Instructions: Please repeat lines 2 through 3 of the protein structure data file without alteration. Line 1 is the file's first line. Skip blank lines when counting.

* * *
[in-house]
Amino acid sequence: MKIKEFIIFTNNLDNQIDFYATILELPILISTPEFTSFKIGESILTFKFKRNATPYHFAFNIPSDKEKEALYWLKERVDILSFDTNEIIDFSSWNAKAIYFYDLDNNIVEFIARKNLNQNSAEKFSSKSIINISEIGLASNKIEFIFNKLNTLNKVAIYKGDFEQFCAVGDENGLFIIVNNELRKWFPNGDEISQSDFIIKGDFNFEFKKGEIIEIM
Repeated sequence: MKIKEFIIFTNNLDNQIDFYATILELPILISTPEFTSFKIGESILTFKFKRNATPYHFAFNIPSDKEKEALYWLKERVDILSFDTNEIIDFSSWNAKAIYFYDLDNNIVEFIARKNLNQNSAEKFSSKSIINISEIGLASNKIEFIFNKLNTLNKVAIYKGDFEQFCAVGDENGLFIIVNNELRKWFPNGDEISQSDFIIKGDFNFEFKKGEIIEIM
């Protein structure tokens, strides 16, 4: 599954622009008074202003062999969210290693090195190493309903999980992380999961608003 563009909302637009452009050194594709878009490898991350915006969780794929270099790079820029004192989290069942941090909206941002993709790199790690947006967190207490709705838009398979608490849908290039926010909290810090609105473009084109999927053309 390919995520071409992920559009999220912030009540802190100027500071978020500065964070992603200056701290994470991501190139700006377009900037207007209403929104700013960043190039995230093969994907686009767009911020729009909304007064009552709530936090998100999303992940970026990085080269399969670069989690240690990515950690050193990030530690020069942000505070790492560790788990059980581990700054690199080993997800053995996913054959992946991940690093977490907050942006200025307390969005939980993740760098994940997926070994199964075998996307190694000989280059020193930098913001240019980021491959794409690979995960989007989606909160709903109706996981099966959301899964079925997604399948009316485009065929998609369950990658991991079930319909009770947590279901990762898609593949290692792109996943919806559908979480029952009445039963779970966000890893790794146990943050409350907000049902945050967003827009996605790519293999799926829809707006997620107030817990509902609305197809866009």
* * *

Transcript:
Amino acid sequence: MKIKEFIIFTNNLDNQIDFYATILELPILISTPEFTSFKIGESILTFKFKRNATPYHFAFNIPSDKEKEALYWLKERVDILSFDTNEIIDFSSWNAKAIYFYDLDNNIVEFIARKNLNQNSAEKFSSKSIINISEIGLASNKIEFIFNKLNTLNKVAIYKGDFEQFCAVGDENGLFIIVNNELRKWFPNGDEISQSDFIIKGDFNFEFKKGEIIEIM
Repeated sequence: MKIKEFIIFTNNLDNQIDFYATILELPILISTPEFTSFKIGESILTFKFKRNATPYHFAFNIPSDKEKEALYWLKERVDILSFDTNEIIDFSSWNAKAIYFYDLDNNIVEFIARKNLNQNSAEKFSSKSIINISEIGLASNKIEFIFNKLNTLNKVAIYKGDFEQFCAVGDENGLFIIVNNELRKWFPNGDEISQSDFIIKGDFNFEFKKGEIIEIM